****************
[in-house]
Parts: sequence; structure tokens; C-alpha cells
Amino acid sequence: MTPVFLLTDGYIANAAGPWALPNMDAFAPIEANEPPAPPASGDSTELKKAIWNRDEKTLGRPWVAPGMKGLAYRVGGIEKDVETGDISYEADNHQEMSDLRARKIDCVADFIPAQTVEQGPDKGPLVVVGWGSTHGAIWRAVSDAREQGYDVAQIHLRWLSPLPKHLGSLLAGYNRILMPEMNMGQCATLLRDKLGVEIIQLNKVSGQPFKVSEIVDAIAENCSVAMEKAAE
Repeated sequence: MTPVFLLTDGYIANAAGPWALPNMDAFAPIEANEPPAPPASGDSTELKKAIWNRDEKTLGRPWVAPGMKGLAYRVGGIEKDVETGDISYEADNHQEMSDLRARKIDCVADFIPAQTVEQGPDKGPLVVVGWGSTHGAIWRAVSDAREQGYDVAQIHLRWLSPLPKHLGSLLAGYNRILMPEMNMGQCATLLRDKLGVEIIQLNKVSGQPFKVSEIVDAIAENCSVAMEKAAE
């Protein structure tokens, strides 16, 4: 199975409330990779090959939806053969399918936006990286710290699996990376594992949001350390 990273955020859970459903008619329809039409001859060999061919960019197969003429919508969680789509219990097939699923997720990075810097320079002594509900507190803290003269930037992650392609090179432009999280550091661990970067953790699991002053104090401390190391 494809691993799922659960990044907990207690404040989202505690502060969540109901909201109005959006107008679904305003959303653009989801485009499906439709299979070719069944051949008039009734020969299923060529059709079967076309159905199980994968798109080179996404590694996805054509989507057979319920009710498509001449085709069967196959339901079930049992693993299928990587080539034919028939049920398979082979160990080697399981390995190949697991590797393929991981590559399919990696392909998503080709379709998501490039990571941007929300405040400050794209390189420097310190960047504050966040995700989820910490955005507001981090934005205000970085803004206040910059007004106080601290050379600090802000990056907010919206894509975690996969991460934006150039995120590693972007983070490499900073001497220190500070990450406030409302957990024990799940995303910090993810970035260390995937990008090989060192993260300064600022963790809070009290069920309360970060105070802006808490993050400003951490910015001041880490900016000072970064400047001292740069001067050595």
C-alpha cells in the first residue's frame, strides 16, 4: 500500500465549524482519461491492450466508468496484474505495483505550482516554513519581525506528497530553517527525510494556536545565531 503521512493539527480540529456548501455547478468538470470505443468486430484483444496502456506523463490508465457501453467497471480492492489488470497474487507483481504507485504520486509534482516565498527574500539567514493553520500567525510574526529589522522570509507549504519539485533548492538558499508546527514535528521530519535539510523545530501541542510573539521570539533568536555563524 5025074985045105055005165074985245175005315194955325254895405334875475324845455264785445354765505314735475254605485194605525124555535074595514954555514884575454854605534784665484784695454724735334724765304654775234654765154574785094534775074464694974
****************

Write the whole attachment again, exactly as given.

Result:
[in-house]
Parts: sequence; structure tokens; C-alpha cells
Amino acid sequence: MTPVFLLTDGYIANAAGPWALPNMDAFAPIEANEPPAPPASGDSTELKKAIWNRDEKTLGRPWVAPGMKGLAYRVGGIEKDVETGDISYEADNHQEMSDLRARKIDCVADFIPAQTVEQGPDKGPLVVVGWGSTHGAIWRAVSDAREQGYDVAQIHLRWLSPLPKHLGSLLAGYNRILMPEMNMGQCATLLRDKLGVEIIQLNKVSGQPFKVSEIVDAIAENCSVAMEKAAE
Repeated sequence: MTPVFLLTDGYIANAAGPWALPNMDAFAPIEANEPPAPPASGDSTELKKAIWNRDEKTLGRPWVAPGMKGLAYRVGGIEKDVETGDISYEADNHQEMSDLRARKIDCVADFIPAQTVEQGPDKGPLVVVGWGSTHGAIWRAVSDAREQGYDVAQIHLRWLSPLPKHLGSLLAGYNRILMPEMNMGQCATLLRDKLGVEIIQLNKVSGQPFKVSEIVDAIAENCSVAMEKAAE
């Protein structure tokens, strides 16, 4: 199975409330990779090959939806053969399918936006990286710290699996990376594992949001350390 990273955020859970459903008619329809039409001859060999061919960019197969003429919508969680789509219990097939699923997720990075810097320079002594509900507190803290003269930037992650392609090179432009999280550091661990970067953790699991002053104090401390190391 494809691993799922659960990044907990207690404040989202505690502060969540109901909201109005959006107008679904305003959303653009989801485009499906439709299979070719069944051949008039009734020969299923060529059709079967076309159905199980994968798109080179996404590694996805054509989507057979319920009710498509001449085709069967196959339901079930049992693993299928990587080539034919028939049920398979082979160990080697399981390995190949697991590797393929991981590559399919990696392909998503080709379709998501490039990571941007929300405040400050794209390189420097310190960047504050966040995700989820910490955005507001981090934005205000970085803004206040910059007004106080601290050379600090802000990056907010919206894509975690996969991460934006150039995120590693972007983070490499900073001497220190500070990450406030409302957990024990799940995303910090993810970035260390995937990008090989060192993260300064600022963790809070009290069920309360970060105070802006808490993050400003951490910015001041880490900016000072970064400047001292740069001067050595």
C-alpha cells in the first residue's frame, strides 16, 4: 500500500465549524482519461491492450466508468496484474505495483505550482516554513519581525506528497530553517527525510494556536545565531 503521512493539527480540529456548501455547478468538470470505443468486430484483444496502456506523463490508465457501453467497471480492492489488470497474487507483481504507485504520486509534482516565498527574500539567514493553520500567525510574526529589522522570509507549504519539485533548492538558499508546527514535528521530519535539510523545530501541542510573539521570539533568536555563524 5025074985045105055005165074985245175005315194955325254895405334875475324845455264785445354765505314735475254605485194605525124555535074595514954555514884575454854605534784665484784695454724735334724765304654775234654765154574785094534775074464694974